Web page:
Musicians who say they’re “not good with rhythm” are often just missing one key skill: they try to subdivide everything. Yes, counting is an important skill in rhythmic mastery, and subdividing is a kind of counting you need to do sometimes. But it’s just as important to know when NOT to subdivide.
Unless you’re a computer, you’re not going to get better at rhythm by counting “1-ee-and-ah, 2-ee-and-ah, 3-ee-and-ah” over every bar of music. That stuff is just a distraction, and it prevents you from doing all the other things you need to do. Rhythm needs to be internalized by memorization, just like any other musical skill. If you can learn a chord progression or a melody or the words to a song, then you can memorize rhythmic patterns.
To subdivide or not to subdivide…
When you’re learning to play in tune, you don’t compare every single note to your tuning pitch as you play. Instead, you compare each note to the others around it, and eventually your fingers learn where to go automatically. It’s the same thing when it comes to producing a good tone, or learning the technique on your instrument. At first, you need to think about all the small details every time you do them. Eventually, however, you just memorize how it works and you don’t have to think about it anymore.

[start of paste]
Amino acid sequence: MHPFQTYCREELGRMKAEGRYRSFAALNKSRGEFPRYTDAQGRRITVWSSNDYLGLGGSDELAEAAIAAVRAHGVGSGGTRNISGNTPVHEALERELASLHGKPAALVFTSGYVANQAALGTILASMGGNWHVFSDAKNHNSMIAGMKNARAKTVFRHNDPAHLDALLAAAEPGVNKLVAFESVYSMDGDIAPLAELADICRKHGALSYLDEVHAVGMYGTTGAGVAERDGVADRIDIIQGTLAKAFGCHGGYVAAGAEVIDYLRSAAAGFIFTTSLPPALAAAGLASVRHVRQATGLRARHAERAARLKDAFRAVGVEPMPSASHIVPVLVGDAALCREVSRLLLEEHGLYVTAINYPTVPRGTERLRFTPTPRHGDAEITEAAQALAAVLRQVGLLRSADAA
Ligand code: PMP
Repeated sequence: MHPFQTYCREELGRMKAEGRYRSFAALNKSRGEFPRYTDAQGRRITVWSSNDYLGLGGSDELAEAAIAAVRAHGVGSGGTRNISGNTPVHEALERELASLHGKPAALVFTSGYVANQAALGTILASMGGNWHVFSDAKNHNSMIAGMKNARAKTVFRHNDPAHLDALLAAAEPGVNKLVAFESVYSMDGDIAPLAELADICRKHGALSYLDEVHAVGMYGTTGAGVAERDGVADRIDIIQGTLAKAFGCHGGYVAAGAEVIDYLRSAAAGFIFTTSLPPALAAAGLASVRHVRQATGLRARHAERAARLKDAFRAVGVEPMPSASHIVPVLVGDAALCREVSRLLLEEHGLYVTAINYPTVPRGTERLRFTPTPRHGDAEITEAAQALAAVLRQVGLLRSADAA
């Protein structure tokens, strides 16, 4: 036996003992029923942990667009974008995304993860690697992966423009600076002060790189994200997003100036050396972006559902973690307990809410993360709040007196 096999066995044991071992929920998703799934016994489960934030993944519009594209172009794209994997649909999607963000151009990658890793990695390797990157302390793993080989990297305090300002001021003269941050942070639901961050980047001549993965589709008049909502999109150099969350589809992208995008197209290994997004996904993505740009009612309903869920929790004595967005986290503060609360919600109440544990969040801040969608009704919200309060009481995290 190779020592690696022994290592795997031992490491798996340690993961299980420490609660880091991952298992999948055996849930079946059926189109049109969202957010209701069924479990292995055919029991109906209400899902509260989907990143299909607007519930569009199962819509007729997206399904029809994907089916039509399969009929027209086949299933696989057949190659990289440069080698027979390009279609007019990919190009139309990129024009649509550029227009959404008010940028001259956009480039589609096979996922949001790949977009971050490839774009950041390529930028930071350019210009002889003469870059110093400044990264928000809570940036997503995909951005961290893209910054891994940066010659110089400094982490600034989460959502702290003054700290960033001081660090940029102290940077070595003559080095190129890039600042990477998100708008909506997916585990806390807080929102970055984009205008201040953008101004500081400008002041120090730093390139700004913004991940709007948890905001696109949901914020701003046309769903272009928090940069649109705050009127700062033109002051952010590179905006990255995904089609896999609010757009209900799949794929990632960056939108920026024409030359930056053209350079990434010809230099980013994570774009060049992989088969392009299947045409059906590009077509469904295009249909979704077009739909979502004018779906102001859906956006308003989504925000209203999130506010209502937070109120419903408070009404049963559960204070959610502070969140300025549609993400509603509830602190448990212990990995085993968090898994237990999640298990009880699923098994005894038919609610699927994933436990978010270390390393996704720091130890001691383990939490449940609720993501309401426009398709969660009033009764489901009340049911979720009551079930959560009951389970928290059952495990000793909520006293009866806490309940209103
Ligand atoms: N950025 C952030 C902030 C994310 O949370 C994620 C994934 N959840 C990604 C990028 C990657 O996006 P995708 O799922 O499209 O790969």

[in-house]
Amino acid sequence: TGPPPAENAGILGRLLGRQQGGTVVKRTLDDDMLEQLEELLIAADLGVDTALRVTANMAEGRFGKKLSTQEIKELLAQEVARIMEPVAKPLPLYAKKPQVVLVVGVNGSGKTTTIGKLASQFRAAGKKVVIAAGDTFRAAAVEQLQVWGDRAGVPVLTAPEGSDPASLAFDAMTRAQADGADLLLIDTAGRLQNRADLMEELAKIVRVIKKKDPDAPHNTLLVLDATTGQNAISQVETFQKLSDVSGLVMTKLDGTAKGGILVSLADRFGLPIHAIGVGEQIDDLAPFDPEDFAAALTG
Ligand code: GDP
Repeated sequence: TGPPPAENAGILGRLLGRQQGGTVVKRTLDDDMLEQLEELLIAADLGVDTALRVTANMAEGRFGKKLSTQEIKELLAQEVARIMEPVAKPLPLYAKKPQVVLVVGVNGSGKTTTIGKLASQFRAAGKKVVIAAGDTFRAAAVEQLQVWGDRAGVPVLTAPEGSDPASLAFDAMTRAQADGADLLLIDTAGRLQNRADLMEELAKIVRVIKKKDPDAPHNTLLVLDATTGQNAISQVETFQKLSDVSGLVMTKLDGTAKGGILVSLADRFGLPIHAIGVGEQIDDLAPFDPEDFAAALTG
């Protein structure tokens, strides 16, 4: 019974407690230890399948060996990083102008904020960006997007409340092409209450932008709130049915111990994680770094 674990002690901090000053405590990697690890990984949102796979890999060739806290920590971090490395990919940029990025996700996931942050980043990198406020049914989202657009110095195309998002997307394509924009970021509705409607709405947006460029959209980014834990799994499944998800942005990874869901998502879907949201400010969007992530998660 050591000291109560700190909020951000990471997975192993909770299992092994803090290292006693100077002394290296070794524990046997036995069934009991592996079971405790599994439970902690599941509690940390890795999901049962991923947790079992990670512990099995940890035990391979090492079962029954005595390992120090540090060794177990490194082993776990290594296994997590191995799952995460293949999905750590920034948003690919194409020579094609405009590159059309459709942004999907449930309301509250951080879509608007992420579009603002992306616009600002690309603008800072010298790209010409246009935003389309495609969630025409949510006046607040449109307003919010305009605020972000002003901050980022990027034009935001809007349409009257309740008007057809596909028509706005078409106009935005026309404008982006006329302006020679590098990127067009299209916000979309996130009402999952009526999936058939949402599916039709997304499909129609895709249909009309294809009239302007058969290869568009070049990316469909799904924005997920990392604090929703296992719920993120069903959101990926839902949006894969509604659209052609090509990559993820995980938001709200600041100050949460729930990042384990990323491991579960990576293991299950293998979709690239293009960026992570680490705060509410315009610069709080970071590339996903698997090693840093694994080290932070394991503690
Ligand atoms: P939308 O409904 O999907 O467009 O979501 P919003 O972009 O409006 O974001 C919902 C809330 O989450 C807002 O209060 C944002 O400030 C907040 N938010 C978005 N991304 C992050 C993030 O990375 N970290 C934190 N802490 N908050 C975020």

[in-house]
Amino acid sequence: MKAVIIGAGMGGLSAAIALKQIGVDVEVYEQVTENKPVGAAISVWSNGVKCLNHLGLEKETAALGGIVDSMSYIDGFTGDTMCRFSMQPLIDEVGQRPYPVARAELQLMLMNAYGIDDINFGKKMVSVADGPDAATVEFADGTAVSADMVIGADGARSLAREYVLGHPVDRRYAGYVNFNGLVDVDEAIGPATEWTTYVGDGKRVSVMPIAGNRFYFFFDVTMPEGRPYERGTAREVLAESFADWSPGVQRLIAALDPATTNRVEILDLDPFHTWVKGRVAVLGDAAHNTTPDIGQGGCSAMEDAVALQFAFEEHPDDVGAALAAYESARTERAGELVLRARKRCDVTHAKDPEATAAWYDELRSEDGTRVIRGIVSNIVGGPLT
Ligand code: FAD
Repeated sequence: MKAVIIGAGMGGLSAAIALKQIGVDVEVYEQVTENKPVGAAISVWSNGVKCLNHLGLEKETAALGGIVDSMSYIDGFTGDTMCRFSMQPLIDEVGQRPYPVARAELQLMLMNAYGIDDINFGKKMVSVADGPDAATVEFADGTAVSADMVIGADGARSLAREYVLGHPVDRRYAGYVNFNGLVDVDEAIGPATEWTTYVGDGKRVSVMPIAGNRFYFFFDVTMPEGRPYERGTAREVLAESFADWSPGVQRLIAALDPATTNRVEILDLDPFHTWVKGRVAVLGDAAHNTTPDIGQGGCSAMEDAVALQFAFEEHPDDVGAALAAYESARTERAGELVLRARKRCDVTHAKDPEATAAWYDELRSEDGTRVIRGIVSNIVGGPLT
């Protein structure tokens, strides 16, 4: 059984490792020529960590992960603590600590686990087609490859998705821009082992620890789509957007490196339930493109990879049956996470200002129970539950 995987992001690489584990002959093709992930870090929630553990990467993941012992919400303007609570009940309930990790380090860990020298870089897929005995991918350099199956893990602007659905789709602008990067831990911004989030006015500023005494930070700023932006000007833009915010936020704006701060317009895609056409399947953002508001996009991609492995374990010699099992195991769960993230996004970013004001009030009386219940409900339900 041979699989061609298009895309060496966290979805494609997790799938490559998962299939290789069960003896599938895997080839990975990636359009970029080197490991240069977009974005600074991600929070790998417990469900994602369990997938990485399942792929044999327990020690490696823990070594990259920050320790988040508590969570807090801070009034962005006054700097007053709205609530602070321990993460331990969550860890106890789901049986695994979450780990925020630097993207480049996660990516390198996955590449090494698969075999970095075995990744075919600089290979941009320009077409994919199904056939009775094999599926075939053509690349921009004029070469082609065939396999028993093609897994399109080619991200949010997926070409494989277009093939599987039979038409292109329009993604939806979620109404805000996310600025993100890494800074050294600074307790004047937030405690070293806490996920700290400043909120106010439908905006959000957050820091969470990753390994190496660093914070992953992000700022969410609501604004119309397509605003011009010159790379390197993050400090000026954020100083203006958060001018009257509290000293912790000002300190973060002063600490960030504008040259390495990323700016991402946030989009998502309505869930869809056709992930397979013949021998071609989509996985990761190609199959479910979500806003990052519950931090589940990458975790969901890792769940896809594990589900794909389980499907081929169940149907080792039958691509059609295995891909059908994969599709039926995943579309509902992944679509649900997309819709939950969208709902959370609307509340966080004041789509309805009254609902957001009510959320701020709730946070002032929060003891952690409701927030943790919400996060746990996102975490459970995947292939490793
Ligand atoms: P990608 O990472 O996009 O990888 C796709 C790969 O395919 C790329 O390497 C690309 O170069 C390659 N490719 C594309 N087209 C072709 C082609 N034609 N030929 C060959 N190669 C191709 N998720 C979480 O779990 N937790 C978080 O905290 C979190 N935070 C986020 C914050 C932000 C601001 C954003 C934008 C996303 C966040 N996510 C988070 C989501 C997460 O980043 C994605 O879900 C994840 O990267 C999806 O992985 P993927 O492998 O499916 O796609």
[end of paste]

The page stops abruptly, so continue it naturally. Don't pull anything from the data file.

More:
For some reason, a lot of musicians forget this basic concept when it comes to rhythm. They assume that subdividing every rhythm is necessary to play music in time. That’s not true. You need to count strategically, as I’ve explained in this article. The rest of the time, you should simply follow the flow of the music and look for familiar rhythms that you’ve committed to memory.
Practicing vs. performing
Subdividing is only useful in one specific situation: when you’re at home practicing, and you see a rhythm that you can’t imagine in your mind. That’s when you should slow things down and subdivide to make sure you understand the rhythm correctly. Play it over and over until you have a feel for what the rhythm is, then stop subdividing.
In performance, you should almost never need to subdivide. Count the big beats, and look for rhythms that you recognize, but don’t try to work out all the tiny details of each rhythm in real time—that’s a recipe for disaster. If you’ve internalized the rhythms in the music, you should be able to step back, recognize them as they come, and play them with confidence.